Another 10 minutes of monkey stunts, we were at where it all started; Yes, the lower part of the magnificent falls. And that’s how and where the stream running through the valley forms. There were two heads from where the water fell and the place was 270 degrees rock with the only opening where we came from. Prem and Vishal missed no minute and were at the bottom of the falls, drenched in the ice cold water and instantly shivered. Now, why would this water not freeze at this temperature? Isn’t water’s freezing point 0 degrees? Vishal never stopped shivering even after the 10 minute camp fire at the base of the falls. That’s how he got his name; the Vibrator. Peter went around in search of a trail to get around the falls but in vain. We enjoyed the view of the falls with a lot of group snaps. Slowly, it dawned on us that there was no way out of this place except the way we came from. As we started retreating, the ever awesome Peter reached for the opposite peak in a final attempt to look around for an escape route and did he come out with a thumbs-up after almost 30 mins! The first glimpse of the peak would make one say no to a climb with rock faces angling at over 60 degrees but that should be a normal person talking.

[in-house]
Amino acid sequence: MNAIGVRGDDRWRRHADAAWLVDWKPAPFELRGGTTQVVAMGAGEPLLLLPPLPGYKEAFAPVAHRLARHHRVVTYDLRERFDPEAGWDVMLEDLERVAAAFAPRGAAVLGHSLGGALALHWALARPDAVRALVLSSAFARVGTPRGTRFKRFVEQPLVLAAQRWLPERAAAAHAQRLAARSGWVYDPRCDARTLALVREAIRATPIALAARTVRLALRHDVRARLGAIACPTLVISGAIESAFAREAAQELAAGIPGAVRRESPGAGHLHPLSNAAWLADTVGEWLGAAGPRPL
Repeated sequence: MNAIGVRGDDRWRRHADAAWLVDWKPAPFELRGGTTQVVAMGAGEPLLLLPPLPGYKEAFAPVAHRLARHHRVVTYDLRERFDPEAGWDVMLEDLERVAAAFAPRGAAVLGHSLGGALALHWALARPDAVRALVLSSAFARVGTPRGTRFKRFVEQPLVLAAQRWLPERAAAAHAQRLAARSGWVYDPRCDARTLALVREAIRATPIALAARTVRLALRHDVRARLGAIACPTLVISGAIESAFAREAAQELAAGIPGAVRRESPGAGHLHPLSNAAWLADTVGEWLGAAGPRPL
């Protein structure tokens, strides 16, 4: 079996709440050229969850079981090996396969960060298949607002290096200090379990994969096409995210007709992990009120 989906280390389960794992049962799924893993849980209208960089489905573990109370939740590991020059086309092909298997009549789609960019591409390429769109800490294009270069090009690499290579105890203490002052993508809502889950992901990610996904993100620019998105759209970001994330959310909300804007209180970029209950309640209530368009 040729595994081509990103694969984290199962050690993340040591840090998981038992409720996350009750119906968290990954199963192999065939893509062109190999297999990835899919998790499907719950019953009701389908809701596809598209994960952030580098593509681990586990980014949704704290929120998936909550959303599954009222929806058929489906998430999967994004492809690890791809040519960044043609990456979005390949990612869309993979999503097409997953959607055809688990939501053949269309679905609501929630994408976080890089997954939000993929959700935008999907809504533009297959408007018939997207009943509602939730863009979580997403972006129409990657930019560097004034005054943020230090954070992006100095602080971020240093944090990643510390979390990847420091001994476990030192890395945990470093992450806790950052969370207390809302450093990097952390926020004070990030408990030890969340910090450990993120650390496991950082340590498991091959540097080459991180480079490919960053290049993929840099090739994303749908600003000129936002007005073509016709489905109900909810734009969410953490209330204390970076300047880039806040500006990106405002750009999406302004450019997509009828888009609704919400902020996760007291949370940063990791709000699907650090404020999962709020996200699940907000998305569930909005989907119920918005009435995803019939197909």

Welcome again to
insanity PX3 gang. With a liter of water filled in, we set foot on the rock and started climbing and climbing and climbing and climbing…at every stoppage the falls flowing opposite us slowly started growing smaller but showing her full face all the time. The falls at the bottom proved to be so small that the ones up above were growing height wise gradually. The cliff’s steepness never stopped and the grass under our legs gradually came to hip level and rose above our heads at places. We stopped at regular intervals taking to the height of the falls and it only kept growing higher and higher. We grouped at places and took snaps of the falls. One peak’s highest point turned in to another one’s starting point and it went on till there was a sudden stretch down to the valley for the full height we climbed and beyond that were the settlements we crossed all these days and way beyond was the starting dam itself. After all these three days of tiring walk, we were still in the vicinity of the place where it all began. Yes, we were at such an altitude that the whole valley is visible and provided a 360 degree view of the neighboring mountains and peaks. We took to the ridge and continued to walk towards what appeared to be the highest point of the peak. There was a rock on the way and it needs a special mention.